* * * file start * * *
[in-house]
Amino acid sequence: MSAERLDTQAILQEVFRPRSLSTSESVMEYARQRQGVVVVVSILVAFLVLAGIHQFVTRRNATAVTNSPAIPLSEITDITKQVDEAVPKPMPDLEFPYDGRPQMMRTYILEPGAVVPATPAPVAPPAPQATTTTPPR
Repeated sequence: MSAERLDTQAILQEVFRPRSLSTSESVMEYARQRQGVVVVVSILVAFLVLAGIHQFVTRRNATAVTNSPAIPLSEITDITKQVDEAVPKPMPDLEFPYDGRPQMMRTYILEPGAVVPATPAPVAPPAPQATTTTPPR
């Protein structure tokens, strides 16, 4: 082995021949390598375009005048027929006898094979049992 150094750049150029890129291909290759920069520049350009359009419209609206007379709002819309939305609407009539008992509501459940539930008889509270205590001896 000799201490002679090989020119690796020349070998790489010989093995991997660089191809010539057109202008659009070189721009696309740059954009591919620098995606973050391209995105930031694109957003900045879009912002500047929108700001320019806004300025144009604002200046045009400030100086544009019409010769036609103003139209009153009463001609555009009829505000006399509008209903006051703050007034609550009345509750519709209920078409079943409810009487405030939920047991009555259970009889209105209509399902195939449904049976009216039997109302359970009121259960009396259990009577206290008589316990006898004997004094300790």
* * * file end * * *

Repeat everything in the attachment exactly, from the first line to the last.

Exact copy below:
[in-house]
Amino acid sequence: MSAERLDTQAILQEVFRPRSLSTSESVMEYARQRQGVVVVVSILVAFLVLAGIHQFVTRRNATAVTNSPAIPLSEITDITKQVDEAVPKPMPDLEFPYDGRPQMMRTYILEPGAVVPATPAPVAPPAPQATTTTPPR
Repeated sequence: MSAERLDTQAILQEVFRPRSLSTSESVMEYARQRQGVVVVVSILVAFLVLAGIHQFVTRRNATAVTNSPAIPLSEITDITKQVDEAVPKPMPDLEFPYDGRPQMMRTYILEPGAVVPATPAPVAPPAPQATTTTPPR
């Protein structure tokens, strides 16, 4: 082995021949390598375009005048027929006898094979049992 150094750049150029890129291909290759920069520049350009359009419209609206007379709002819309939305609407009539008992509501459940539930008889509270205590001896 000799201490002679090989020119690796020349070998790489010989093995991997660089191809010539057109202008659009070189721009696309740059954009591919620098995606973050391209995105930031694109957003900045879009912002500047929108700001320019806004300025144009604002200046045009400030100086544009019409010769036609103003139209009153009463001609555009009829505000006399509008209903006051703050007034609550009345509750519709209920078409079943409810009487405030939920047991009555259970009889209105209509399902195939449904049976009216039997109302359970009121259960009396259990009577206290008589316990006898004997004094300790």